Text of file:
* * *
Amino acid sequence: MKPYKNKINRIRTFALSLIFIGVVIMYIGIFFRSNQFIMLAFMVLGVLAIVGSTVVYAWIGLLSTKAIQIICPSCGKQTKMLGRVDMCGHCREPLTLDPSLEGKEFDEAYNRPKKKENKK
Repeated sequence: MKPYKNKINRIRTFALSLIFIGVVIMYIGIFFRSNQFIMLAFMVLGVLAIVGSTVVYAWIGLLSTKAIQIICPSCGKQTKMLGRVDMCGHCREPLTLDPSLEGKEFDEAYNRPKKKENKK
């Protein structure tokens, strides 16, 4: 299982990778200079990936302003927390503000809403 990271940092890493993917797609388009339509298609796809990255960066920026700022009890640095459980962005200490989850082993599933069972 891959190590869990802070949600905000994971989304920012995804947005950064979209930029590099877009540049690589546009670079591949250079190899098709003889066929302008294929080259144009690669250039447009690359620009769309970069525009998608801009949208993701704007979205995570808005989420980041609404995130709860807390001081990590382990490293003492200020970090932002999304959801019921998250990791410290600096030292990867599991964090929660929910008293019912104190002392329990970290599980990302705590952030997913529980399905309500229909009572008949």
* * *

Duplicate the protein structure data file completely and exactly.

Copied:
Amino acid sequence: MKPYKNKINRIRTFALSLIFIGVVIMYIGIFFRSNQFIMLAFMVLGVLAIVGSTVVYAWIGLLSTKAIQIICPSCGKQTKMLGRVDMCGHCREPLTLDPSLEGKEFDEAYNRPKKKENKK
Repeated sequence: MKPYKNKINRIRTFALSLIFIGVVIMYIGIFFRSNQFIMLAFMVLGVLAIVGSTVVYAWIGLLSTKAIQIICPSCGKQTKMLGRVDMCGHCREPLTLDPSLEGKEFDEAYNRPKKKENKK
């Protein structure tokens, strides 16, 4: 299982990778200079990936302003927390503000809403 990271940092890493993917797609388009339509298609796809990255960066920026700022009890640095459980962005200490989850082993599933069972 891959190590869990802070949600905000994971989304920012995804947005950064979209930029590099877009540049690589546009670079591949250079190899098709003889066929302008294929080259144009690669250039447009690359620009769309970069525009998608801009949208993701704007979205995570808005989420980041609404995130709860807390001081990590382990490293003492200020970090932002999304959801019921998250990791410290600096030292990867599991964090929660929910008293019912104190002392329990970290599980990302705590952030997913529980399905309500229909009572008949």